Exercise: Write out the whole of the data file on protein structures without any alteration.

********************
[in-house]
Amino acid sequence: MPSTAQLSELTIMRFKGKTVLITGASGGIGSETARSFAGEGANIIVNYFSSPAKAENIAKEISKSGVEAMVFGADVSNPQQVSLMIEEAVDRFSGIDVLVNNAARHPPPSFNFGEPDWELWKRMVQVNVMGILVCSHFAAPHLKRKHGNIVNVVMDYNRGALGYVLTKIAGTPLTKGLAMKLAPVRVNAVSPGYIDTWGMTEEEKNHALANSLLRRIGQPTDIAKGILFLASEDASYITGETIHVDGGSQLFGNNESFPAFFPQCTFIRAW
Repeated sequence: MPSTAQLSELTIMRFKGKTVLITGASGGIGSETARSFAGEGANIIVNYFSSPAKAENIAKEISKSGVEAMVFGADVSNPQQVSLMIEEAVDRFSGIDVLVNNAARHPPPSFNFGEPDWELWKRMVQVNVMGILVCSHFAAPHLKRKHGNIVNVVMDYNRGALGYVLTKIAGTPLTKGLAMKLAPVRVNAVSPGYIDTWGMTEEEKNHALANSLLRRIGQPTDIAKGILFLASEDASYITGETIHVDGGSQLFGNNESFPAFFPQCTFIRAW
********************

[in-house]
Amino acid sequence: MPSTAQLSELTIMRFKGKTVLITGASGGIGSETARSFAGEGANIIVNYFSSPAKAENIAKEISKSGVEAMVFGADVSNPQQVSLMIEEAVDRFSGIDVLVNNAARHPPPSFNFGEPDWELWKRMVQVNVMGILVCSHFAAPHLKRKHGNIVNVVMDYNRGALGYVLTKIAGTPLTKGLAMKLAPVRVNAVSPGYIDTWGMTEEEKNHALANSLLRRIGQPTDIAKGILFLASEDASYITGETIHVDGGSQLFGNNESFPAFFPQCTFIRAW
Repeated sequence: MPSTAQLSELTIMRFKGKTVLITGASGGIGSETARSFAGEGANIIVNYFSSPAKAENIAKEISKSGVEAMVFGADVSNPQQVSLMIEEAVDRFSGIDVLVNNAARHPPPSFNFGEPDWELWKRMVQVNVMGILVCSHFAAPHLKRKHGNIVNVVMDYNRGALGYVLTKIAGTPLTKGLAMKLAPVRVNAVSPGYIDTWGMTEEEKNHALANSLLRRIGQPTDIAKGILFLASEDASYITGETIHVDGGSQLFGNNESFPAFFPQCTFIRAW